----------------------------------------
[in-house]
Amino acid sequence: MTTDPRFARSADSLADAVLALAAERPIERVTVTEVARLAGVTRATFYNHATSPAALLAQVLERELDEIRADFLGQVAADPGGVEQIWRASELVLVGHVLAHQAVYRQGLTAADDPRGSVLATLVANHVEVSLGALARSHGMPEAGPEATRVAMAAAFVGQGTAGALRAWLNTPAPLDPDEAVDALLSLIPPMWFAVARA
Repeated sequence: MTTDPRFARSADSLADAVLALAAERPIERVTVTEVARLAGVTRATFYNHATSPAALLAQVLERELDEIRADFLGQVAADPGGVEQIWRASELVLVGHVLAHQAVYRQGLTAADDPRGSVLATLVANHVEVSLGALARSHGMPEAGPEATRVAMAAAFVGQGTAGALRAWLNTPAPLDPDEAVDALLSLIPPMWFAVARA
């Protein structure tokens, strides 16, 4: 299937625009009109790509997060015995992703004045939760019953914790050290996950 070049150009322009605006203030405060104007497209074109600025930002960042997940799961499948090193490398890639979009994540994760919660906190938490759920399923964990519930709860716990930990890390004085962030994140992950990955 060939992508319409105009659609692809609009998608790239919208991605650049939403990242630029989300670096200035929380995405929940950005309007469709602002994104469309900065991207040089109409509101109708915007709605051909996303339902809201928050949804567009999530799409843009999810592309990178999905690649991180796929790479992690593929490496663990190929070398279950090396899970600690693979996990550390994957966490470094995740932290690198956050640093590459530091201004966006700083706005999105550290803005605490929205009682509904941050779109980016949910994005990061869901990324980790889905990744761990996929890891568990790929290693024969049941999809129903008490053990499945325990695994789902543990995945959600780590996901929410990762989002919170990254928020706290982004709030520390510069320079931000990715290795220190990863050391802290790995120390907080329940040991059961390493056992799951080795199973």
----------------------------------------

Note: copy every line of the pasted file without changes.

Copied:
[in-house]
Amino acid sequence: MTTDPRFARSADSLADAVLALAAERPIERVTVTEVARLAGVTRATFYNHATSPAALLAQVLERELDEIRADFLGQVAADPGGVEQIWRASELVLVGHVLAHQAVYRQGLTAADDPRGSVLATLVANHVEVSLGALARSHGMPEAGPEATRVAMAAAFVGQGTAGALRAWLNTPAPLDPDEAVDALLSLIPPMWFAVARA
Repeated sequence: MTTDPRFARSADSLADAVLALAAERPIERVTVTEVARLAGVTRATFYNHATSPAALLAQVLERELDEIRADFLGQVAADPGGVEQIWRASELVLVGHVLAHQAVYRQGLTAADDPRGSVLATLVANHVEVSLGALARSHGMPEAGPEATRVAMAAAFVGQGTAGALRAWLNTPAPLDPDEAVDALLSLIPPMWFAVARA
């Protein structure tokens, strides 16, 4: 299937625009009109790509997060015995992703004045939760019953914790050290996950 070049150009322009605006203030405060104007497209074109600025930002960042997940799961499948090193490398890639979009994540994760919660906190938490759920399923964990519930709860716990930990890390004085962030994140992950990955 060939992508319409105009659609692809609009998608790239919208991605650049939403990242630029989300670096200035929380995405929940950005309007469709602002994104469309900065991207040089109409509101109708915007709605051909996303339902809201928050949804567009999530799409843009999810592309990178999905690649991180796929790479992690593929490496663990190929070398279950090396899970600690693979996990550390994957966490470094995740932290690198956050640093590459530091201004966006700083706005999105550290803005605490929205009682509904941050779109980016949910994005990061869901990324980790889905990744761990996929890891568990790929290693024969049941999809129903008490053990499945325990695994789902543990995945959600780590996901929410990762989002919170990254928020706290982004709030520390510069320079931000990715290795220190990863050391802290790995120390907080329940040991059961390493056992799951080795199973």